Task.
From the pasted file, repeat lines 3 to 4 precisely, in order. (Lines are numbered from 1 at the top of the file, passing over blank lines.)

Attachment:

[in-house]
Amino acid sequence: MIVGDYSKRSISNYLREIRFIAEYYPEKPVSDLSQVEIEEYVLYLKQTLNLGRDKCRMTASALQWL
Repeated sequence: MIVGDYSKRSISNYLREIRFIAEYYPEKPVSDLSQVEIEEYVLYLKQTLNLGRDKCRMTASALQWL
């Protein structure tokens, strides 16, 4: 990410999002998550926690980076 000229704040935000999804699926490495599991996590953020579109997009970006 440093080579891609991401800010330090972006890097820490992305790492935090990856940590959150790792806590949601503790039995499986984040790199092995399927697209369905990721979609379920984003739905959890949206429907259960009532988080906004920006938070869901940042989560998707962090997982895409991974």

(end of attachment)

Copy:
Repeated sequence: MIVGDYSKRSISNYLREIRFIAEYYPEKPVSDLSQVEIEEYVLYLKQTLNLGRDKCRMTASALQWL
């Protein structure tokens, strides 16, 4: 990410999002998550926690980076 000229704040935000999804699926490495599991996590953020579109997009970006 440093080579891609991401800010330090972006890097820490992305790492935090990856940590959150790792806590949601503790039995499986984040790199092995399927697209369905990721979609379920984003739905959890949206429907259960009532988080906004920006938070869901940042989560998707962090997982895409991974």